A sneak preview of Drew Friedman's book of portraits of underground comix icons

The fantastic Drew Friedman says: "My latest book project will be one hundred black and white portraits of underground comix icons presented as they were during that most fertile era of underground comix, 1967-1977, from Z to A, ZAP to ARCADE (with some stops before and after). Short biographies and samples of their work will also be included."

To me, this is a natural followup to my two Heroes of the Comics books that both focused on the great creators of mainstream comics, from the mid- thirties to the mid-fifties, now jumping a decade to the dawn of the undergrounds.

Underground comix was a counterculture movement that produced iconoclastic and wonderfully forbidden, no-holds-barred comic books and other small press publications focusing mainly on sex, violence and drugs, and featured comix and graphix produced by some of the greatest artistic talents and satiric minds of the day, most prominently the "father of underground comix," R. Crumb.

All of the essential players from that ten year era of undergrounds will be included: Frank Stack, Gilbert Shelton, Robert Crumb, Art Spiegelman, Bill Griffith, Diane Noomin, Denis Kitchen, Justin Green, Kim Deitch, Jay Lynch, Jim Osborne, Trina Robbins, Vaughn Bode, Howard Cruise, all the ZAP artists, the Bijou Funnies artists, the Air Pirates, etc, as well as several obscure, forgotten and black creators. This project should be completed by early to mid 2021 and published either later that year, or in 2022, depending on unforseen circumstances in the publishing world.

I love everything Drew does, and I'm really looking forward to this one. Read the rest

Rare new video interview with R. Crumb

Legendary underground cartoonist R. Crumb in a rare video interview recorded a few months back during the Louisiana Literature festival at Humlebæk, Denmark's Louisiana Museum of Modern Art. From a summary of Crumb's comments:

“I was so alienated when I was young, that drawing was like my only connection to society. That was the only thing that I could see was going to save me from a really dismal fate of God knows what.” Crumb describes his social skills as a young man as being “completely nil.” At the same time, he was driven by his “fucked-up ego,” and he had to balance those two sides. Drawing became a way for him to deal with reality, and in the 1950s, where “being a comic-book artist was the lowest level of commercial art,” he pushed toward a more personal use of the medium: “At a certain point I decided I don’t want to be America’s best-loved hippie cartoonist. I don’t want that role. So I’ll just be honest about who I am, and the weirdness, and take my chances.” Consequently, Crumb alienated a lot of people with his often provocative content: “It was just too disturbing for most people, too weird.”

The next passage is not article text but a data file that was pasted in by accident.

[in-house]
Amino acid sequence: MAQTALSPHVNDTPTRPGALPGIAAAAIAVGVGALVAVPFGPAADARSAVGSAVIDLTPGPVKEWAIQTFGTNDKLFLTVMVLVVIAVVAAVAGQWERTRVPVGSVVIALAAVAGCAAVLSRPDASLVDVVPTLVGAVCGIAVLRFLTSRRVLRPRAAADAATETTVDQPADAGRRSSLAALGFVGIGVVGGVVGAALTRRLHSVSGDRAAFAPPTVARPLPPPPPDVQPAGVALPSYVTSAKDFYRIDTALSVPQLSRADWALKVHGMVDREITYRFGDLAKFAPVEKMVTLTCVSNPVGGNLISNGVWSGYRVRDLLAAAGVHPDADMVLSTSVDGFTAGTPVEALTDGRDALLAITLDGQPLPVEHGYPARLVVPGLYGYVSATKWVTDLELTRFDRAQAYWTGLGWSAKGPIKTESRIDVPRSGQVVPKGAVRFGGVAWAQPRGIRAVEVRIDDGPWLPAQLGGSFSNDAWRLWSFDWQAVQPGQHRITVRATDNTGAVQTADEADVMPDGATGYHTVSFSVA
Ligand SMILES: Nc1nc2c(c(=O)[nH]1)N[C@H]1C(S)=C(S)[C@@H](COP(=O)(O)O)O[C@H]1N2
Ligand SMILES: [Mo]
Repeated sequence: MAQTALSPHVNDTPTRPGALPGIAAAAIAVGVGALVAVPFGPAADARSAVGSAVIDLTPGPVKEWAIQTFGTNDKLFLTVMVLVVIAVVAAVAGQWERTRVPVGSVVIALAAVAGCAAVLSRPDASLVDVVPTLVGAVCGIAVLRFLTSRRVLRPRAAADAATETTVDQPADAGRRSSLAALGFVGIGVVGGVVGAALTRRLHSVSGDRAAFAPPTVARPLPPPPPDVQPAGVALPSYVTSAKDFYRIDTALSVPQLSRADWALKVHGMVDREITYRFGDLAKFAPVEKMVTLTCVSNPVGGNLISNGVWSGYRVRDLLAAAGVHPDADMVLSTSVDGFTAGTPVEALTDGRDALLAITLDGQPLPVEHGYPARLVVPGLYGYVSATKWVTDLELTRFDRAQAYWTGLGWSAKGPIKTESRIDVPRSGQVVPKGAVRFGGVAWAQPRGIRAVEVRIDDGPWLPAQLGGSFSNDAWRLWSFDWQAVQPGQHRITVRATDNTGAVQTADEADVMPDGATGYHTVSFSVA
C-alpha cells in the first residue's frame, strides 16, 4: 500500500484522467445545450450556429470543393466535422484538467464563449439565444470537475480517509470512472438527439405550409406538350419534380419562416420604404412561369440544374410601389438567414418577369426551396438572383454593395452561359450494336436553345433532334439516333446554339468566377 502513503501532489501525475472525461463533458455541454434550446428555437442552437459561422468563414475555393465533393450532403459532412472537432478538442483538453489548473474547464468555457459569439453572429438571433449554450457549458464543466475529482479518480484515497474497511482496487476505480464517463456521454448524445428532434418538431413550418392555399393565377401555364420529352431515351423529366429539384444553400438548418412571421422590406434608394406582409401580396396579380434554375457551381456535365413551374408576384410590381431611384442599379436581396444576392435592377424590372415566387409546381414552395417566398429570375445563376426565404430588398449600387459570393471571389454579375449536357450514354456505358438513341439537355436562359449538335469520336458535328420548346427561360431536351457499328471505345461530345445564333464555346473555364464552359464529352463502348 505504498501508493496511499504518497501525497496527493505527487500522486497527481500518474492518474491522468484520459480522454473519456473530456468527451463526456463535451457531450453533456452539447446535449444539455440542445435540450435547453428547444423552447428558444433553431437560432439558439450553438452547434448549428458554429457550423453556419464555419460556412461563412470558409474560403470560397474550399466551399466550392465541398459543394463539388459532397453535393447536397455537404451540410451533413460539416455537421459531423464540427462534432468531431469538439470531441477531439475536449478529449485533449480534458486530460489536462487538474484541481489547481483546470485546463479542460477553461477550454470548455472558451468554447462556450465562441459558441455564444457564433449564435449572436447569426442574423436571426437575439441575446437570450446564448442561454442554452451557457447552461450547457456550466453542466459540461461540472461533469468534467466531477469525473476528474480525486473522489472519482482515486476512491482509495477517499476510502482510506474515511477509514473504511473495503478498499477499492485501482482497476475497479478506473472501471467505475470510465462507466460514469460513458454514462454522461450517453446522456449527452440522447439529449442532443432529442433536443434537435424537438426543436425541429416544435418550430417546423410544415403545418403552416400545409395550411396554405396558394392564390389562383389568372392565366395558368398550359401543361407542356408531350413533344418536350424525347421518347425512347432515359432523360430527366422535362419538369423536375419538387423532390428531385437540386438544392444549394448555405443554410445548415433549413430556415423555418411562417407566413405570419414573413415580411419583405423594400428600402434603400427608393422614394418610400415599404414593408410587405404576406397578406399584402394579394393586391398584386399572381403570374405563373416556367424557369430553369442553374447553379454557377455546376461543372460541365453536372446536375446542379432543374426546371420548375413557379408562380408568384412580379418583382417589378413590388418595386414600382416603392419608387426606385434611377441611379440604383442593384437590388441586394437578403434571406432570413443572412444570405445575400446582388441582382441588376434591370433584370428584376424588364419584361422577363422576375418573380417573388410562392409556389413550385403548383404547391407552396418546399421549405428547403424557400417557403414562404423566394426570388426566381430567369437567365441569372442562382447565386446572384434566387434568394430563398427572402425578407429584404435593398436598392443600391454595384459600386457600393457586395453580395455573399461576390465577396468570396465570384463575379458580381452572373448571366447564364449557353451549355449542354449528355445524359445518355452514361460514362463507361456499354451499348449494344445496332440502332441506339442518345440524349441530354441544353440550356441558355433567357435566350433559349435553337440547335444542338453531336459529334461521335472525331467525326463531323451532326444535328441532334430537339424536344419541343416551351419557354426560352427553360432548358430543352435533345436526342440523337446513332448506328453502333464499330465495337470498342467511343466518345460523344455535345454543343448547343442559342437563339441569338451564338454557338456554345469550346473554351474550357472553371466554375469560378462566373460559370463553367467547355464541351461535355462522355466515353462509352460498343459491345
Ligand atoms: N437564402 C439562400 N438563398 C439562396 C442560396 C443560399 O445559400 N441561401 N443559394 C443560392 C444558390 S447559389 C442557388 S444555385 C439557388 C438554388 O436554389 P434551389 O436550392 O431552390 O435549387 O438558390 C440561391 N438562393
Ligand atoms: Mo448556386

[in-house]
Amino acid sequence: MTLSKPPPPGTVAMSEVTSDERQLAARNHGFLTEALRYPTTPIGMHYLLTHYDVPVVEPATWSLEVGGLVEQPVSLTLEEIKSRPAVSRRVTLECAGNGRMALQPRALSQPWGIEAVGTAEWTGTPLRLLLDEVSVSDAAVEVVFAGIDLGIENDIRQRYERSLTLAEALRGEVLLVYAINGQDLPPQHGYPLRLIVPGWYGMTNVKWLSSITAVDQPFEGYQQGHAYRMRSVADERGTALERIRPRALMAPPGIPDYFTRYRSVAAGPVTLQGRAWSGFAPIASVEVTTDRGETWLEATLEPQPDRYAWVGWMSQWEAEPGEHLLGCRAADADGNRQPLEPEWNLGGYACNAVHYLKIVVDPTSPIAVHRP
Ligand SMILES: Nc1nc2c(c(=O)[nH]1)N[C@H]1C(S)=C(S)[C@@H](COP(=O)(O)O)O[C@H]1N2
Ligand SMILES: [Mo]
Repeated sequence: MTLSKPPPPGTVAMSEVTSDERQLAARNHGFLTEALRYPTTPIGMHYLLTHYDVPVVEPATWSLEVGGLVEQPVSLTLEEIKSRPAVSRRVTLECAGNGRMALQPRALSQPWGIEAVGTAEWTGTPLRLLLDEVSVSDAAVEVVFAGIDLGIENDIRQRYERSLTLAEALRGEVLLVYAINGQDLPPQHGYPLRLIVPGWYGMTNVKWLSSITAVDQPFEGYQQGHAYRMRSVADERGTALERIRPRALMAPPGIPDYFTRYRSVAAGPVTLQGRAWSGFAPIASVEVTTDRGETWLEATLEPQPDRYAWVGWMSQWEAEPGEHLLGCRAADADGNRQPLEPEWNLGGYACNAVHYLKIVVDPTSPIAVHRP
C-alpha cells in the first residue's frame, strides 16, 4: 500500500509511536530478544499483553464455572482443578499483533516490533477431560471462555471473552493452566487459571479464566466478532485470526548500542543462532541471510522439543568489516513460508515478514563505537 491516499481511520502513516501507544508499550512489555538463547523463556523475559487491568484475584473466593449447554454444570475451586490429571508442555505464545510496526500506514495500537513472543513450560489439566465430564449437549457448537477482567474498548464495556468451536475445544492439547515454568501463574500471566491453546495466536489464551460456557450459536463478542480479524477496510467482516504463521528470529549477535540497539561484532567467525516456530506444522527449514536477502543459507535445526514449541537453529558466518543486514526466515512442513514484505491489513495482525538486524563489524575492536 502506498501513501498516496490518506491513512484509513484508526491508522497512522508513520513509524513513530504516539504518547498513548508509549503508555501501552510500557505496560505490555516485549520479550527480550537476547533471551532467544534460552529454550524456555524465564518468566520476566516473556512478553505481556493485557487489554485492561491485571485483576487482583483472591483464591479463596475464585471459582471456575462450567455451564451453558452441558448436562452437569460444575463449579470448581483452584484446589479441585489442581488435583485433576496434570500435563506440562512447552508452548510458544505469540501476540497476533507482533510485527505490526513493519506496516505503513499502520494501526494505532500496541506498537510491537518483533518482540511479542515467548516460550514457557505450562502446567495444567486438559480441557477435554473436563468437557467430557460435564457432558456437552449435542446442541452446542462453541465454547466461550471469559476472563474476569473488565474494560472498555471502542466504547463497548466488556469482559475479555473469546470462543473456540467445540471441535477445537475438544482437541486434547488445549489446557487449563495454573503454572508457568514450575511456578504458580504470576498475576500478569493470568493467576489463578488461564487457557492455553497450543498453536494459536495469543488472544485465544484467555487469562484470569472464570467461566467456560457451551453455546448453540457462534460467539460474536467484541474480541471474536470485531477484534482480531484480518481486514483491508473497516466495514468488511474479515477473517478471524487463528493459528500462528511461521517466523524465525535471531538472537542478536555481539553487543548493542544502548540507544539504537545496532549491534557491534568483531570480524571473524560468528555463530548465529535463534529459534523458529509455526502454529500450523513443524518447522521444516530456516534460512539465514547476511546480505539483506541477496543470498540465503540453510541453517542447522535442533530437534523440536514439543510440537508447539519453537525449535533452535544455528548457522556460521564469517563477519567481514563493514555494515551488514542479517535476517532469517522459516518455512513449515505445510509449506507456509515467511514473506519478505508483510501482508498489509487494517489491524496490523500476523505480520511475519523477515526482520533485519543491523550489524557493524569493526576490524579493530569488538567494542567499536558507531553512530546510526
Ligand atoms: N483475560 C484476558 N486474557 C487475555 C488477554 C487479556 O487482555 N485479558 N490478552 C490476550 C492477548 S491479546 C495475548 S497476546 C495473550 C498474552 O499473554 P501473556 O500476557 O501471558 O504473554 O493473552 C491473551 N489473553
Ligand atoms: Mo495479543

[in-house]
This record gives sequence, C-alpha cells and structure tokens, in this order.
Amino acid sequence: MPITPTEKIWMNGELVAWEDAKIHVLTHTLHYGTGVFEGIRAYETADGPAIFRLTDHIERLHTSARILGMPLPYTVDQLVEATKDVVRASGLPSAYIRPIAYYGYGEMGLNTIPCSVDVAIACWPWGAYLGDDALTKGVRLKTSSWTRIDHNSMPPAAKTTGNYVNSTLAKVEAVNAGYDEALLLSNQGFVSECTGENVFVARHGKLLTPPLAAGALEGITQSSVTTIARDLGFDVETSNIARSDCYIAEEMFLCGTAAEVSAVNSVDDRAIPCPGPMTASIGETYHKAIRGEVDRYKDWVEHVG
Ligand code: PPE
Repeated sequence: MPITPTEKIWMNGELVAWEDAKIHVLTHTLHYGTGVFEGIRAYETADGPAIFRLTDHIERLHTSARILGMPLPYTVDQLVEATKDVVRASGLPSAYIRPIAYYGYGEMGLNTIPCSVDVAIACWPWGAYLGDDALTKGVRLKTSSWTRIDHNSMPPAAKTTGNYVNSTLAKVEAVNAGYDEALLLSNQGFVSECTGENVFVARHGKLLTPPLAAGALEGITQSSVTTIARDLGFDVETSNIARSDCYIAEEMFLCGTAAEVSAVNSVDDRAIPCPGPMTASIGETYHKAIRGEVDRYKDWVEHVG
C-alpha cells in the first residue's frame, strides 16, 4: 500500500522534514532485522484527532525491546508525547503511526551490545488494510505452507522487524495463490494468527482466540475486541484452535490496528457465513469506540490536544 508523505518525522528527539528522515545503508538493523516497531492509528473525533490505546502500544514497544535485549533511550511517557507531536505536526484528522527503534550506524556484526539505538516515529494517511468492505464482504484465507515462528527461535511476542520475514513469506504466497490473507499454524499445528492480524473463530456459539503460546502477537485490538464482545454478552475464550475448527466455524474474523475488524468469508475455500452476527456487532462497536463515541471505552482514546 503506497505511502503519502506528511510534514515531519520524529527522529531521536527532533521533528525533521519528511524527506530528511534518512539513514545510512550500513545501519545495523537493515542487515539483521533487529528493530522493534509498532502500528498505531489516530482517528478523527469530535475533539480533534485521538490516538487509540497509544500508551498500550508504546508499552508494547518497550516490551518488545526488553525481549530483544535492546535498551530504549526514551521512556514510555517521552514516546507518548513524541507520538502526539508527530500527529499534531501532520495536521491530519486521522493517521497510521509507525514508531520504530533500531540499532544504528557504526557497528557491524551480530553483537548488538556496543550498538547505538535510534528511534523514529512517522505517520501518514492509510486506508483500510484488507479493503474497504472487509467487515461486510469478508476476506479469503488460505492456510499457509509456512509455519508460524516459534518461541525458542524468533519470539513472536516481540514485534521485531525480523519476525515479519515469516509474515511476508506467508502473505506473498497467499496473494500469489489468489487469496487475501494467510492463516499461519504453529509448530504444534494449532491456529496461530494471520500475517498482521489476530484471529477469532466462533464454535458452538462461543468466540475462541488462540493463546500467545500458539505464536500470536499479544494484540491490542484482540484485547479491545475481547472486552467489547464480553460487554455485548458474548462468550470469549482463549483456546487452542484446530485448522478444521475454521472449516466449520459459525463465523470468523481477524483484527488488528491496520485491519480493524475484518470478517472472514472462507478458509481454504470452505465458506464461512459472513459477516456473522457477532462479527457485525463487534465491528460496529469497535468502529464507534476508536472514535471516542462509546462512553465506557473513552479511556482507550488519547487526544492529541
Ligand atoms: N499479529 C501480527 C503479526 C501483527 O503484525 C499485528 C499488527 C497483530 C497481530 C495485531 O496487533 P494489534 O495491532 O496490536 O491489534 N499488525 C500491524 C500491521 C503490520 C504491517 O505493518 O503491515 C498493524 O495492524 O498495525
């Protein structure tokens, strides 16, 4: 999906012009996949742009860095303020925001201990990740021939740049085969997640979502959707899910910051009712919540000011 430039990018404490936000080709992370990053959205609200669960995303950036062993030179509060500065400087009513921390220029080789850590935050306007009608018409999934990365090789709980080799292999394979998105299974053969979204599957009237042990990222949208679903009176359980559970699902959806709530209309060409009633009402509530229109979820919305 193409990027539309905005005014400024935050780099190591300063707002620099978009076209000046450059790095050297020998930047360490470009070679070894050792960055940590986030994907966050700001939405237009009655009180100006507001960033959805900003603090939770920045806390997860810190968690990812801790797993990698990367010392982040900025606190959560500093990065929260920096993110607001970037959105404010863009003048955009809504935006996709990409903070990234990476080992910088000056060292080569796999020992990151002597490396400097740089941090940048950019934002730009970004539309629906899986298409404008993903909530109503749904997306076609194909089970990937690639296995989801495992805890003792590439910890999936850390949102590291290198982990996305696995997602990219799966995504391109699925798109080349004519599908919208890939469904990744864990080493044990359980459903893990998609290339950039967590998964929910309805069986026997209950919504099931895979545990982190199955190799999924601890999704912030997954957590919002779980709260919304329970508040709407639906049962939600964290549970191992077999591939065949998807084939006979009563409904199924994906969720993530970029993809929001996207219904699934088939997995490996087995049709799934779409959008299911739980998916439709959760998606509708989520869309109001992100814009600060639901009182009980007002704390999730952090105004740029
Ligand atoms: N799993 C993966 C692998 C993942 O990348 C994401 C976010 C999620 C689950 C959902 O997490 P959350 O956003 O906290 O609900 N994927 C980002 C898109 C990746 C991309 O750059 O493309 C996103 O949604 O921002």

Crumb has an urge to question things and is acutely aware that he’s going to get hell for what he’s doing – even lose friends – but he is willing to take the heat for it. He feels that he plays with images, emphasixing the word “play.” Nowadays, he argues, there’s a tendency to take everything at face value – including his artwork: “The artwork I did that used those images and expressed those kinds of feelings, I stand by it… I still think that that’s something that needed to be said and needed to be done… It probably hurts some people’s feelings to see those images, but still, I had to put it out there.”

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The Best of Wonder Wart-Hog

That Gilbert Shelton’s name isn’t immediately recognized by everyone who reads these words is a shame, one Knockabout Comics has spent the past half-dozen years working hard to correct. In 2008, the UK-based publisher issued The Fabulous Furry Freak Brothers Omnibus, followed a year later by a collection of the delightful spinoff series, Fat Freddy’s Cat. The company took a couple of years off from the Shelton racket, issuing books by, among others, the cartoonist’s better known peer and fellow French transplant, Robert Crumb.

Late last year, however, the company returned with the final piece in Shelton’s puzzle: Wonder Wart-Hog. Like Shelton himself, the bestial hero is mostly forgotten outside of sequential art faithfuls and those who followed his skewed super heroics in sporadically issued comics collections throughout the 60s. Read the rest